Rejoicing and Weeping
June 20, 2009
A young man wrote me the following note several weeks ago:
I wondered your theological opinion of Christian fellowship. It is a term that’s been thrown around a lot in my circles lately but to be honest, what I see in churches is not much different from a TV show like Cheers or even less than that.
I mean Christian fellowship is considered to be shaking hands and asking about your church friends’ week and then sitting down and singing and listening to preaching and then going home. How is that any different than going to the bar and seeing familiar faces over a couple of beers?
Interesting that he should mention the TV show Cheers. Although it first aired 20 years ago, it remains popular in reruns. Set in a bar in Boston, the show featured a cast of offbeat characters who gathered at the bar every day after work to kibbutz, to trade war stories, to tell a few jokes, to blow off steam, and to commiserate with one another. Each week millions of people tuned in watch Sam and Diane and Rebecca and Carla and Norm and Sam and Cliff and Dr. Frasier Crane and Woody sit around and talk about their joys and sorrows, their victories and defeats, their good times and their bad times, their problems at home, and their dreams for the future. That was the whole show. It doesn’t sound very profound, yet Cheers touched something deep within the American public. Each week, in their own quirky way, the characters talked about life and we tuned in to listen.
Do you remember the theme song?
“You wanna be where you can see that troubles are all the same.
You wanna be where everyone knows your name.”
“He Was a Great Marine”
I was reminded of Cheers when I read a story in one of Chuck Swindoll’s books. He tells about an old Marine Corps buddy of his who became a Christian after he left the Corps. Swindoll said he was surprised when he heard of his friend’s conversion:
He was one of those guys you’d never picture as being interested in spiritual things. He cursed loudly, drank heavily, fought hard, chased women, loved weapons, and hated chapel service. He was a great Marine.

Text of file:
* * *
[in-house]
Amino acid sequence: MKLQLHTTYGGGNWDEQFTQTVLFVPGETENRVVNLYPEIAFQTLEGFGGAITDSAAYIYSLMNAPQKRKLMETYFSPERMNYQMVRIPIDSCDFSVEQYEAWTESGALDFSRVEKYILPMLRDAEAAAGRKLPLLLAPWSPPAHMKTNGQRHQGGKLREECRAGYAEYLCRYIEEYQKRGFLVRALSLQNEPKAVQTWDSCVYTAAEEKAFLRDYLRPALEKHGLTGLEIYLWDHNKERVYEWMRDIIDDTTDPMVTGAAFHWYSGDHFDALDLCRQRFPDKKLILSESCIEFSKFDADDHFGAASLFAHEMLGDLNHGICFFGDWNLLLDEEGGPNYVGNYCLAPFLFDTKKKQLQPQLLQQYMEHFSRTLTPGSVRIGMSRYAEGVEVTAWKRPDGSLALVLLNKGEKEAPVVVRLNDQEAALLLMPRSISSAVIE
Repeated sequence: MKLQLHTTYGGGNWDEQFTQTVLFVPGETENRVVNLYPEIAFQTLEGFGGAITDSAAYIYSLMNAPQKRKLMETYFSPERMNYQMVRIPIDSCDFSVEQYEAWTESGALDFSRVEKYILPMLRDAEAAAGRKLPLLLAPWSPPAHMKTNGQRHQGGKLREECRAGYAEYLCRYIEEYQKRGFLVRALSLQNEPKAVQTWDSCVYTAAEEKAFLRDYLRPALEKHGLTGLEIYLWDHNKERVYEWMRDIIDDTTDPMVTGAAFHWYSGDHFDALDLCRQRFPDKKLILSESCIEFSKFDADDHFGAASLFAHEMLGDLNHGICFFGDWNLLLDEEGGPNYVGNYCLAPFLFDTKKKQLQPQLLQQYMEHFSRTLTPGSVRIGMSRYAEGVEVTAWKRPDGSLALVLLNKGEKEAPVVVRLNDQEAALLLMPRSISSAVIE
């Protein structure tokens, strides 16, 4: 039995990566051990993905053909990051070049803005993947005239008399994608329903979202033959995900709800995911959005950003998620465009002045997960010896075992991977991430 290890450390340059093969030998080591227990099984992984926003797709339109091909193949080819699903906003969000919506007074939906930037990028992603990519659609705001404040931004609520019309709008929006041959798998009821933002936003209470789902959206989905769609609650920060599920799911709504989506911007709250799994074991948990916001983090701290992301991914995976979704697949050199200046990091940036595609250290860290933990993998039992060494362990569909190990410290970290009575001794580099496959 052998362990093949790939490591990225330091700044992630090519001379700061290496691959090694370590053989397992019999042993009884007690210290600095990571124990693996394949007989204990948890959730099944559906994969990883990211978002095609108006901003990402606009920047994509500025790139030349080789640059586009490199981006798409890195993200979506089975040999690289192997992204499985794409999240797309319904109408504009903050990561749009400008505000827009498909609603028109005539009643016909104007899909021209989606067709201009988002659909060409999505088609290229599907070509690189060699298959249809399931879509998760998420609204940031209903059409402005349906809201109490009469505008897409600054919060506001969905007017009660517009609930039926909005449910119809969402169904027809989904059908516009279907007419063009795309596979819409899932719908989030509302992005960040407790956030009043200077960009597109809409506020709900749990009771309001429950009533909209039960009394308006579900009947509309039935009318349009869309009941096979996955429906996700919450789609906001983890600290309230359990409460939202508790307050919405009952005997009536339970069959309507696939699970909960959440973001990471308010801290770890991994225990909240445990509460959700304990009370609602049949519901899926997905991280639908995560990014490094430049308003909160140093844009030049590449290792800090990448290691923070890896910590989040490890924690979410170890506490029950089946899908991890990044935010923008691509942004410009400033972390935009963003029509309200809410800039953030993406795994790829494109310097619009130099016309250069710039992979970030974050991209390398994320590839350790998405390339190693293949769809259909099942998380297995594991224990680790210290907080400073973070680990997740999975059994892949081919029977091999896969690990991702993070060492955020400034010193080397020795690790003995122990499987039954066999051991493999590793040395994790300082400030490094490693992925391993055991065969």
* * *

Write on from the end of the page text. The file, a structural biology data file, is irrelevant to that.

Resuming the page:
When Swindoll finally met him, his friend told him how he had come to Christ. Then with a look of sadness, he put his hand on Swindoll’s shoulder and bared his soul:
Chuck, the only thing I miss is that old fellowship all the guys in our outfit used to have down at the Slop Shoot (Greek for tavern on base). Man, we’d sit around, laugh, tell stories, drink a few beers, and really let our hair down. It was great. I just haven’t found anything to take the place of that great time we use to enjoy. I ain’t got nobody to admit my faults to. . . to have ‘em put their arm around me me and tell me I’m still okay.
The words hurt because they are so true. Swindoll goes on to quote from Bruce Larson and Keith Miller (The Edge of Adventure, p. 156). Ever wonder why so many people are pulled to the neighborhood bar? Here is their answer:
The neighborhood bar is possibly the best counterfeit there is for the fellowship Christ wants to give His church. It’s an imitation, dispensing liquor instead of grace, escape rather than reality, but it is a permissive, accepting, and inclusive fellowship. It is unshockable. It is democratic. You can tell people secrets and they usually don’t tell others or even want to. The bar flourishes not because most people are alcoholics, but because God has put into the human heart the desire to know and be known, to love and be loved, and so many seek a counterfeit at the price of a few beers.
With all my heart I believe that Christ wants His church to be . . . a fellowship where people can come in and say, “I’m sunk!” “I’m beat!” “I’ve had it!” (All quotations from Chuck Swindoll, Encourage Me, pp. 17-18)
Where do you go in a time of crisis? The answer for nearly all of us is that we go to our close friends, to the people who know us best and love us the most. So many people today hunger for close relationships and for friendships that last longer than one-night stands.
So many people today hunger for close relationships and for friendships that last longer than one-night stands
“You wanna be where you can see that troubles all are the same.
You wanna be where everyone knows your name.”
So people turn to bars, clubs, to parties and neighborhood groups, softball teams, bowling leagues, gyms, spas, restaurants, and nowadays they spend hours on social networking sites like Facebook and Twitter, hoping to make a connection with someone they will probably never meet in person.